Sustainable Growth - News Update
Here is a raft of topical stories in the news relating to the economics of sustainable growth.
Shell: Europe's biggest oil firm sets out carbon neutral plans
Shell has set out its plans for the future, emphasising a desire to be carbon neutral by 2050: this will involved massively enhancing the provision of charging points and doubling renewable electricity sales by 2030. That said, it intends to spend around $2-3bn per annum on the low carbon parts of the business and up to $8bn on its existing oil and gas assets.
We're on a collision course with the planet. But with public support, that can change
Larry Elliott uses the publication of the Partha Dasgupta economic review of biodiversity to argue here for intelligent intervention to protect the plant - mirroring interventions to tackle the pandemic - and preserve biodiversity.
Whilst, I'm instinctively against interventionism, the article flags up a number of interesting points about the continued usefulness of GDP, the conflict between short- and long-term objectives and ties this in with Mariana Mazzucato's new book "Mission Economy", which argues that any such intervention requires voter support.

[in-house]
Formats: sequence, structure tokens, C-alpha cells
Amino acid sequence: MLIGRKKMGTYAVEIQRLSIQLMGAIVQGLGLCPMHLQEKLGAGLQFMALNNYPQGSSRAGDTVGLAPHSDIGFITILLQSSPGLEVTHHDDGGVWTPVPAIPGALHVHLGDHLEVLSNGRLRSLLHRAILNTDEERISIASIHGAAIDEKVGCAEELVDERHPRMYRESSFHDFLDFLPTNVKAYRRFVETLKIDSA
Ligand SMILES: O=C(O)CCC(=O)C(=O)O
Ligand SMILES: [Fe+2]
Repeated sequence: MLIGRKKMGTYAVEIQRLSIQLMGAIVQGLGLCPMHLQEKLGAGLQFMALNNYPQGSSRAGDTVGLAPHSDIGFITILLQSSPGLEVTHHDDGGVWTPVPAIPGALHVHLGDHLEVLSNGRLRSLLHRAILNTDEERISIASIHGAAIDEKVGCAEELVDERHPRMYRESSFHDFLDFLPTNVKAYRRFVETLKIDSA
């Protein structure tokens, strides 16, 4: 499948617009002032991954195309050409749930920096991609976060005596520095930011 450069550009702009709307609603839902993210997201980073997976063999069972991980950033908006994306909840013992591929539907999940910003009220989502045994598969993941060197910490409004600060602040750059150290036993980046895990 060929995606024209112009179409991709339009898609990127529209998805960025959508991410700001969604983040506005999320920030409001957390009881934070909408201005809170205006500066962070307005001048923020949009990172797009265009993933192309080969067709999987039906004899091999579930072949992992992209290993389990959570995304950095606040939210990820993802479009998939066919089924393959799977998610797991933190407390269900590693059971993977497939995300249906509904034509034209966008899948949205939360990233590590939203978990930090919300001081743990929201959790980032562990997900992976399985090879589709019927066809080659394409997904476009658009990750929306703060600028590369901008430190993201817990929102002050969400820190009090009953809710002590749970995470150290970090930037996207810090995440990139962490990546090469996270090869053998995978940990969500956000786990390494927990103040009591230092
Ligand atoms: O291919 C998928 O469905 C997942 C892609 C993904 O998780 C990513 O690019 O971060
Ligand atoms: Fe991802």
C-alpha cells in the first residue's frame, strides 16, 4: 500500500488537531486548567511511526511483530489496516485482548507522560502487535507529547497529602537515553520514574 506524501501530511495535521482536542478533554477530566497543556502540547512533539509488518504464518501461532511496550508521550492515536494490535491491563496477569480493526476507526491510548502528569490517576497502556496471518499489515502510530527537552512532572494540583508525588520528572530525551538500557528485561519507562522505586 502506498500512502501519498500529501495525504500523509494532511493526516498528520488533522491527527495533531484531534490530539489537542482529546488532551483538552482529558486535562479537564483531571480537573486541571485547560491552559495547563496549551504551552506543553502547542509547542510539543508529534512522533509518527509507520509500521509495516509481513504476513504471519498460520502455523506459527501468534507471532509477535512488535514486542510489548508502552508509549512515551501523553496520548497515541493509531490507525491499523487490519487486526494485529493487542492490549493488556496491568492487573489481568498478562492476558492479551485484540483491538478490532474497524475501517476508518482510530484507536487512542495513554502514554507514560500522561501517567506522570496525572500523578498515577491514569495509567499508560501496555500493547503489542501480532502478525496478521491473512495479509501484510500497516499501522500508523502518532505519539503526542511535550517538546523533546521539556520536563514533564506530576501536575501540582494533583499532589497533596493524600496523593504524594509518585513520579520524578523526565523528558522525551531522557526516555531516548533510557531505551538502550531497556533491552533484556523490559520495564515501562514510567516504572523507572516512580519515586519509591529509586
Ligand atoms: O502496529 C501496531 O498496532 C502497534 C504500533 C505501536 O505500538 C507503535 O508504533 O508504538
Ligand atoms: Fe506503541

And it's the latter which is crucial: if you can make an economic case for something, that's all well and good but can you make that case a persuasive one that elicits voter buy-in? If you can, then you stand a chance.
Can flying go green? | The Economist
This Economist clip looks at whether or not the aviation industry is going to be capable of becoming a sustainable industry: it's a fascinating clip looking at the challenges facing the sector, and the variety of solutions - hydroelectric aircraft and biofuels.
Bear in mind that, there are concerns that if current trends continue, the sector could account for nearly 25% of global carbon emissions.
Shift to green energy 'could cost oil states $13 trillion' by 2040
The think-tank Carbon Tracker estimates that a move to green energy could be costly for oil states, and cost them $13 trillion in cumulative revenues by 2040. Worse still, it could cost them up to 40% in government revenue.
This is something that you might argue they should have thought about when extracting oil in the first place. It is a finite resource, and the fact that many of them have squander revenues, or failed to tax them properly is something that, ultimately, they will have to be held responsible for.
Of course, the downside is that those people who are going to be most affected are going to be the poor and vulnerable in these states - and they are utterly blameless in this regard - who may experience increased poverty as a result of inadequate social safety nets.
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